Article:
When a stripper from the club later alerted the cops, Spinelli was arrested and charged with robbery and assault with a deadly weapon. He served 11 months out of the 10-year sentence at Oregon State Penitentiary, and spent six months taking general education classes at an old frat house on the University of Oregon campus. At the time, Oregon had recently started an experimental education program for inmates, Project NewGate, with the goal of reducing recidivism.
Karl Smith, a counselor at Project NewGate, still remembers the first time that Spinelli, then a dapper and slight young man with jet-black hair, walked into his office in 1972. “I remember talking with him and feeling that he was much more serious than most of the guys,” Smith says. “Prison destroys a lot of who you are purposely, unfortunately, and Ralph wasn’t about to be destroyed.”
The counseling was relatively informal — Smith would play pool with the inmates and chat glibly about their day. Smith became good friends with Spinelli, as he had with many of the other inmates, and rooted for his success. “He was really focused on the education, but he never came out of a world that most people who get out of prison come out of. The way that he grew up, crime was business,” Smith says.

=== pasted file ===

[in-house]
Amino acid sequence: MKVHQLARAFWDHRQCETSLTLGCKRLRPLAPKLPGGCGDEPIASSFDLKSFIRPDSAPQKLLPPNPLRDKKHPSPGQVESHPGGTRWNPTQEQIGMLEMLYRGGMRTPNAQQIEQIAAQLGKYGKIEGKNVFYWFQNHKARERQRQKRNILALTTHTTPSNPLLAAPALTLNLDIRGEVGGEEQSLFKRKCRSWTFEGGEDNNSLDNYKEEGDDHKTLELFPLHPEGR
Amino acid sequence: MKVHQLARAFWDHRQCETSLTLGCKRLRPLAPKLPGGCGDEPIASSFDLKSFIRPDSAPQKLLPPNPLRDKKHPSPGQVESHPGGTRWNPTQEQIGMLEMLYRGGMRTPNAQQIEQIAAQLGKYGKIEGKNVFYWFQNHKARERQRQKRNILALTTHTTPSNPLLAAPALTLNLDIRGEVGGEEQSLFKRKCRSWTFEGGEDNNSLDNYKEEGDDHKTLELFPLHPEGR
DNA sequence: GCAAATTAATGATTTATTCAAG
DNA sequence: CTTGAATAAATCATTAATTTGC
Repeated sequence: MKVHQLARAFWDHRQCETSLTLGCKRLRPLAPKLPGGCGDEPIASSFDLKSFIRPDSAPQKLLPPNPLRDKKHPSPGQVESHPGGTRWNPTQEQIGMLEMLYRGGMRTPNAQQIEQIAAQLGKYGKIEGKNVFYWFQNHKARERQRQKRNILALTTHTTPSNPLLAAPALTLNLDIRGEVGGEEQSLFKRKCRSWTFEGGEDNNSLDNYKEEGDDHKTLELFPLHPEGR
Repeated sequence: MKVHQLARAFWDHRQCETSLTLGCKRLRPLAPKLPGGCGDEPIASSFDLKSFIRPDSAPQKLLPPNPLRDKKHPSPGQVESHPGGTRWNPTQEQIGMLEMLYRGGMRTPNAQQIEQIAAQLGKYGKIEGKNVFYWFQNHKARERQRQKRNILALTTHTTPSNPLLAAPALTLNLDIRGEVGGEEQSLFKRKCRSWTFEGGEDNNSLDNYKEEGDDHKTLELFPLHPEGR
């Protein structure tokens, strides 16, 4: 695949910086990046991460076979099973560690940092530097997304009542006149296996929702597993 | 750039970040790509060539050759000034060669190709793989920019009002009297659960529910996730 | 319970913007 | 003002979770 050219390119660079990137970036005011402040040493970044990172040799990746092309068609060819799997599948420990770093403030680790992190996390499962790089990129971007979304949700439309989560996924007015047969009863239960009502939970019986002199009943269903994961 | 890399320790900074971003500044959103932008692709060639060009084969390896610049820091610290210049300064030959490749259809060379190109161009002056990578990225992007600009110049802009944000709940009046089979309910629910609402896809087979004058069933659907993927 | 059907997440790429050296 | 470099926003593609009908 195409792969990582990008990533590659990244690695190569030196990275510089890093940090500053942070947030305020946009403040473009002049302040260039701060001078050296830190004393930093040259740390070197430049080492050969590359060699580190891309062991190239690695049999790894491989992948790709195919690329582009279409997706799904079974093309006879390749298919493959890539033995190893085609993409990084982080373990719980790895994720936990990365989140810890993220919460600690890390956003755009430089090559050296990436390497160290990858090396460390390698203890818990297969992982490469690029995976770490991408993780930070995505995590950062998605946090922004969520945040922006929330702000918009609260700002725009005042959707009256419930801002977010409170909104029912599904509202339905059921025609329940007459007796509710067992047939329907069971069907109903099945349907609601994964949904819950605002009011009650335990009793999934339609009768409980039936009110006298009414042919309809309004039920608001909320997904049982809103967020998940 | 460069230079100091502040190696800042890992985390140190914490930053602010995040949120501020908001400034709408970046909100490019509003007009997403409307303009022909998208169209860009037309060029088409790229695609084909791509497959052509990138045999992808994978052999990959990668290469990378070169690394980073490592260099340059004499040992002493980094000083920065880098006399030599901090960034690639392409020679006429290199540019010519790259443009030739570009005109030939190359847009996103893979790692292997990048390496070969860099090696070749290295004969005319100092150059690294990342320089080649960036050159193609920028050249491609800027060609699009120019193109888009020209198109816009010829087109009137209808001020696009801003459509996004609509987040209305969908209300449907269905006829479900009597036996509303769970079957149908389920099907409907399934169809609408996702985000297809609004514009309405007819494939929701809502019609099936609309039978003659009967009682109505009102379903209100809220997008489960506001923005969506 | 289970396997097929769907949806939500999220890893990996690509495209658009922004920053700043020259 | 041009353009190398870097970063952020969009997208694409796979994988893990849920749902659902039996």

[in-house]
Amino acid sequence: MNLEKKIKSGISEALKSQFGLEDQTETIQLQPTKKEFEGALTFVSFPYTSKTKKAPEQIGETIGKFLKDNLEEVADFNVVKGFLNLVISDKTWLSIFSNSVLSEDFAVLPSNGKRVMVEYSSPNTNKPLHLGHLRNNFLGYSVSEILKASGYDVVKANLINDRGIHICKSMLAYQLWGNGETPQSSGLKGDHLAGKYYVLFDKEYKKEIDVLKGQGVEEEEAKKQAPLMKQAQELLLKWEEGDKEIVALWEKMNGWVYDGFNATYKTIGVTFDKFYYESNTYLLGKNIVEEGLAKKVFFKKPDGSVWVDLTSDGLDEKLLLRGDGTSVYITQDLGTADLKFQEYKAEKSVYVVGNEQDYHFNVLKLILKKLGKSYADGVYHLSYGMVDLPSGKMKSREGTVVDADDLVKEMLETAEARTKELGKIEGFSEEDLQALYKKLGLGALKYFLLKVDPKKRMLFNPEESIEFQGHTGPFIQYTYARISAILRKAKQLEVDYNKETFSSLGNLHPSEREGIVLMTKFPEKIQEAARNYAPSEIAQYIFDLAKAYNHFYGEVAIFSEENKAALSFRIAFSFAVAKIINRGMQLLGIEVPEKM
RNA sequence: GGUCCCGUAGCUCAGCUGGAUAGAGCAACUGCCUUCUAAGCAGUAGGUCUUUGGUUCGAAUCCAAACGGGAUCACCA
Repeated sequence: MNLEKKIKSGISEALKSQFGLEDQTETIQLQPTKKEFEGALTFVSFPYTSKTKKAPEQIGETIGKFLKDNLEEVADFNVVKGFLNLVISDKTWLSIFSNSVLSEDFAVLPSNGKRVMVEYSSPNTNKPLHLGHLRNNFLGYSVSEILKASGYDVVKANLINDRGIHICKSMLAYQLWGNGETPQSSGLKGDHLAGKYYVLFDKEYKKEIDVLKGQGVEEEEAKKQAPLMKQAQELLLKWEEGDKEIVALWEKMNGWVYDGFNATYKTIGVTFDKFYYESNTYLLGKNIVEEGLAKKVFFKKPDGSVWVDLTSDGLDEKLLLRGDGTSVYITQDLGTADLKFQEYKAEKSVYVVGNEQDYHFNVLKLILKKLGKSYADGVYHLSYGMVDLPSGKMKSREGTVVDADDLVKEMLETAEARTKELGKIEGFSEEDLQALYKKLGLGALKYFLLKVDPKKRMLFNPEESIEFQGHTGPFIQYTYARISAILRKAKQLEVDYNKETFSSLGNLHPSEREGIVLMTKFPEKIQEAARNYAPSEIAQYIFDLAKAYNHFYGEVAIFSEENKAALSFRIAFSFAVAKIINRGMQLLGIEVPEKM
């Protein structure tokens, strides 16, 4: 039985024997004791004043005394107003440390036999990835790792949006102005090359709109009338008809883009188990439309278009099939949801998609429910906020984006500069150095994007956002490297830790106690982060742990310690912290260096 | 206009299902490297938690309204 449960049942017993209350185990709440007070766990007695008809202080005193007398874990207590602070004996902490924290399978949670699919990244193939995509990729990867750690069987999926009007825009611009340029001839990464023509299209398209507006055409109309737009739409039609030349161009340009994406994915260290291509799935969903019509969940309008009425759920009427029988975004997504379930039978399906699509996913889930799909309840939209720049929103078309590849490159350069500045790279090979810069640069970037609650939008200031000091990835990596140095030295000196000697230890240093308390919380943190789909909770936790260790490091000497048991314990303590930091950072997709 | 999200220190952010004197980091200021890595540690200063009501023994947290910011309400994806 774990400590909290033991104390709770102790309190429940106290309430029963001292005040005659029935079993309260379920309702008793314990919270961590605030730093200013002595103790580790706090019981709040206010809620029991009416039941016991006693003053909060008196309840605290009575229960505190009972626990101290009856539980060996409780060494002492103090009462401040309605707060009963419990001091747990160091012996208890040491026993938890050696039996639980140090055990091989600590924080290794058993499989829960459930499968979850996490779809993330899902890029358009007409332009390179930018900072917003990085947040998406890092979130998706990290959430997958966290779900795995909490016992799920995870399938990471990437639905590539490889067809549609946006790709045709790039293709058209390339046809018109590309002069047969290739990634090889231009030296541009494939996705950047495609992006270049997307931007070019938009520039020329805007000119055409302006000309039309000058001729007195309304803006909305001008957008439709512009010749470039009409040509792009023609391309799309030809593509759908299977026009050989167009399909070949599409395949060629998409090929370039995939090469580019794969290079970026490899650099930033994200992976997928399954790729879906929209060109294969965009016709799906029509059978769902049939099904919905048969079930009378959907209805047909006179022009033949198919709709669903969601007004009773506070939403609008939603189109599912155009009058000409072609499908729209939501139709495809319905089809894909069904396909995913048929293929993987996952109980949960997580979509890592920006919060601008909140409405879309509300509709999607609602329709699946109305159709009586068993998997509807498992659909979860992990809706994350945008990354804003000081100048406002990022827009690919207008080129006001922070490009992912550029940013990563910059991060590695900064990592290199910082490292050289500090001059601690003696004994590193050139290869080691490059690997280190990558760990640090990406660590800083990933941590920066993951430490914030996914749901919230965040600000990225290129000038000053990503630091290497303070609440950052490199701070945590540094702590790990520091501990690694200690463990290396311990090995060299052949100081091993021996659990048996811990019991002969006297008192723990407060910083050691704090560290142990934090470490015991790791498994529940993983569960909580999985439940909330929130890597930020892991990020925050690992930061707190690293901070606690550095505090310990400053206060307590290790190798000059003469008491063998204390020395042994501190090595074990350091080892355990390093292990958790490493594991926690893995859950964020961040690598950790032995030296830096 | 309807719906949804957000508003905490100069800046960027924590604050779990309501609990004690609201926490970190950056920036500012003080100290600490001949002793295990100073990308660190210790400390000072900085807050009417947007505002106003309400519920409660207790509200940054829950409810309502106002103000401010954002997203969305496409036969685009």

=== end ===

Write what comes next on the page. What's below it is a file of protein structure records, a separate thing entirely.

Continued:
Spinelli would later consider his time at Project NewGateas transformative, but he said that he didn’t fully appreciate its value at the time. “For me it wasn’t an issue of education. It was a way out,” Spinelli says.
After his release, Spinelli remarried, had children and worked as an executive at a high-class hotel in Reno, Nevada, for a few years. During that time, Spinelli kept his old life a secret from his new family. “My kids had no idea about my past,” he says. He opened a restaurant at Lake Tahoe in 1983 and invested $400,000 on the building, but just 90 days later it burned down. His past came back to haunt him when the insurance company refused to pay him for his losses because, he said, he was a convicted felon.
The shift began in 1990, after Spinelli lost a six-year lawsuit to the insurance company and ended up $600,000 in debt. Desperate, he made a plan to steal from a large restaurant, but was caught when one of the managers called the police during the robbery. As he left the establishment with a box filled with thousands of dollars tucked under his arm, an officer doing paperwork in the parking lot received the call about the incident and promptly arrested him. This time, he was sentenced to 17 years and 4 months.